The Representative Poem
ENG/ 306 Poetry and Society
February 4, 2013
The Representative Poem The nineteenth century is known as the Victorian Era and it is famous for its improvement of information, growth of an empire and enlargement of the economy. The era had a vibrant spirit of events. During this era Alfred Lord Tennyson wrote the well-known poem “Ulyssses” and it represented how he felt at the time. This poem reveals the determined spirit of everyone that lived in his culture. In the poem Tennyson says that Ulysses has been fighting and journeying for at least twenty years of his life on Earth. Along the way he has observed and learned a lot of things, but he is still not happy
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They tried to bring together science and religion. Tennyson is a great example on a poet who tried to bring together science and religion. In “The Higher Pantheism” he states his approval of the justifiable conclusion of science, but determinedly discards its further conclusion: “God in law, say the wise; O Soul, and let us rejoice,/ For if He thunder by law the thunder is yet his voice/ Law is God, say some; no God at all, say the fool:/ For all we have power to see is a straight staff bent in a pool.” (Cervo, 2005) In “In Memoriam,” he claims that everyone must keep their belief even though the most recent breakthroughs in science: he says, “Strong Son of God, immortal Love/ Whom we, that have not seen they face,/ By faith, and faith alone, embrace/ Believing where we cannot prove.” (O’Gorman, 2004). Tennyson also talked to his Victorian colleagues about matters of vital social and political worry. In the Victorian era women were mediocre when compared to men. This belief of the Victorians in the minor position of women is spoken by Tennyson in “Locksley Hall”: “Weakness to be worth with weakness! woman’s pleasure, woman’s pain-/ Nature made them blinder motions bounded in a shallower brain:/ Woman is the lesser man and all the passions, match’d with mine/ Are as moonlight unto sunlight, and as water unto wine-“ (New York Times, 1857-1922).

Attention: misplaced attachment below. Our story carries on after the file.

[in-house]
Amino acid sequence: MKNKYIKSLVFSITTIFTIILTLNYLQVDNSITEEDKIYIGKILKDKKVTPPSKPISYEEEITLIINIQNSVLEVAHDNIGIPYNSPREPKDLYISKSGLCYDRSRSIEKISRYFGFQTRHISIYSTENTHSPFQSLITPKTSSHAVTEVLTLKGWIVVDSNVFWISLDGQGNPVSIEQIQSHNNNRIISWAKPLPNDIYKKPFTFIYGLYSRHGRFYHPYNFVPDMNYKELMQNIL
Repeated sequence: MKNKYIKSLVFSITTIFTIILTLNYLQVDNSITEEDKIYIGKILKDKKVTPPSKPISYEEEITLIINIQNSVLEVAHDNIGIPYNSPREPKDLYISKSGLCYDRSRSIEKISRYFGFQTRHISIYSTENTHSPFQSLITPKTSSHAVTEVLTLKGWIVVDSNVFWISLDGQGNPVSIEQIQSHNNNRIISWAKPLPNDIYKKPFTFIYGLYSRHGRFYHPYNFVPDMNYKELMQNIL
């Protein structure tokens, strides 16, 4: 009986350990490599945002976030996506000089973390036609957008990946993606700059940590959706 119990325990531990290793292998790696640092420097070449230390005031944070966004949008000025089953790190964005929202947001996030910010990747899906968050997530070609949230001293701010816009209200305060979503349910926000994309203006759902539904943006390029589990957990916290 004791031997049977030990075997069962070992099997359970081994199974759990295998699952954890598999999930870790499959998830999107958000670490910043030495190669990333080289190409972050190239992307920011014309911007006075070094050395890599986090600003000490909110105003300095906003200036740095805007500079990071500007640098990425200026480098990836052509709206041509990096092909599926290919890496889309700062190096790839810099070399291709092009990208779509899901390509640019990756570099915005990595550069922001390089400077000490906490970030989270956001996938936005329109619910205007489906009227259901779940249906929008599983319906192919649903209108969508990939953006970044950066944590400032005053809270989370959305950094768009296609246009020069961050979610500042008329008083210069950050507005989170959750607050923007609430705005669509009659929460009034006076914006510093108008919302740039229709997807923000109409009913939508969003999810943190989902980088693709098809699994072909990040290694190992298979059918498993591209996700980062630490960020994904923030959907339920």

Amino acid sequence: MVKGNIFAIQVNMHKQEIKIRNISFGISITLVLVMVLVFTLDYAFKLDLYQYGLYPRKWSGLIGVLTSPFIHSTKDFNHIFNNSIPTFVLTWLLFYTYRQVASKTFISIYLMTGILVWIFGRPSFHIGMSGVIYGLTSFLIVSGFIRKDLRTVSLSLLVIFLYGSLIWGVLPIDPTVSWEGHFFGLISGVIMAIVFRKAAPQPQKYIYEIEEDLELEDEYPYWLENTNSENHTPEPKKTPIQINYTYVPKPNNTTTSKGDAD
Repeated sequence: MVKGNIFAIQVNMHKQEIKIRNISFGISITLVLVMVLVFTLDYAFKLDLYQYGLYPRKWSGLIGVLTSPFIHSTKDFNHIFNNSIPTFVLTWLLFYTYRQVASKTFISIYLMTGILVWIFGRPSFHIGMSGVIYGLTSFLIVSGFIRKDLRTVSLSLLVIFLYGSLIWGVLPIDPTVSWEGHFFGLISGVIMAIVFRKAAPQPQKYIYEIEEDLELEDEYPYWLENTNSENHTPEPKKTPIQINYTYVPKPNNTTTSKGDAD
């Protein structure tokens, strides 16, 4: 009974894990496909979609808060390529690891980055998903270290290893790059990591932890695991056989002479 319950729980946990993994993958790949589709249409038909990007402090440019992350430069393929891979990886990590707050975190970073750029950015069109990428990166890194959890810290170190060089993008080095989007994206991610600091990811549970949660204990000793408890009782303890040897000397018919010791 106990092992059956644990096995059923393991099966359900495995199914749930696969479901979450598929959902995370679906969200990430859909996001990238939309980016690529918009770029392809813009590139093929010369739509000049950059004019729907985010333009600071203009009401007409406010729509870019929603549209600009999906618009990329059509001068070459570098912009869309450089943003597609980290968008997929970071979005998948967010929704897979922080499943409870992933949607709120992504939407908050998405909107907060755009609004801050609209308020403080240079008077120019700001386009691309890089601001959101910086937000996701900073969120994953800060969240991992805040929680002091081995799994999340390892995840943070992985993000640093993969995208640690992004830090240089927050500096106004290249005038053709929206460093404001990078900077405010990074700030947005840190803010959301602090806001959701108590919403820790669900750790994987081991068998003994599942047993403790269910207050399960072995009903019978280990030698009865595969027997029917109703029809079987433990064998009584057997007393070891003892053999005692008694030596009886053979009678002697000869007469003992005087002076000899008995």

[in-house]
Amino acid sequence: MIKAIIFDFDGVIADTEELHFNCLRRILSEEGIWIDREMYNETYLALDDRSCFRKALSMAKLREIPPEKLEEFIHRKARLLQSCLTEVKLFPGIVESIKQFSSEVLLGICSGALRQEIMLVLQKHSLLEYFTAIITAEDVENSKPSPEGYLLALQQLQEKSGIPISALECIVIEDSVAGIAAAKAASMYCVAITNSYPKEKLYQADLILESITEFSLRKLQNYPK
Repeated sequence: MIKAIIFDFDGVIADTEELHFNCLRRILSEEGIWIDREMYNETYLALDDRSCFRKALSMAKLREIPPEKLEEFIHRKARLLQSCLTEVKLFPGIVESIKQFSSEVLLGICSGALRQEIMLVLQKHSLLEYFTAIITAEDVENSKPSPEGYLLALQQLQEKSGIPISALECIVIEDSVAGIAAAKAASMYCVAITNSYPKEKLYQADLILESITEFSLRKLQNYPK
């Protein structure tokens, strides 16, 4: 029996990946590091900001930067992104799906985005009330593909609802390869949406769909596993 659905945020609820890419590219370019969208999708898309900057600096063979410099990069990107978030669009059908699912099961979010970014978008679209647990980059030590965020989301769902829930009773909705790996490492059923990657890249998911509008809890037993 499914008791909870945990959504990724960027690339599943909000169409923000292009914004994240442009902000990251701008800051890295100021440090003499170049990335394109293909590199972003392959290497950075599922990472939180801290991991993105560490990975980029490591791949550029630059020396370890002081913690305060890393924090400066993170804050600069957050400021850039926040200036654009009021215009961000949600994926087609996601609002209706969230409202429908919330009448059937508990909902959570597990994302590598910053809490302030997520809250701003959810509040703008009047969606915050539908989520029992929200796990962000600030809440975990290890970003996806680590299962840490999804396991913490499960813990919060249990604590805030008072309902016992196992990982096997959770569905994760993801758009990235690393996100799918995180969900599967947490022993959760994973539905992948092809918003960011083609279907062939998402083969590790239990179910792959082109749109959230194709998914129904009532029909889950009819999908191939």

In “Locksley Hall” Tennyson ridicules the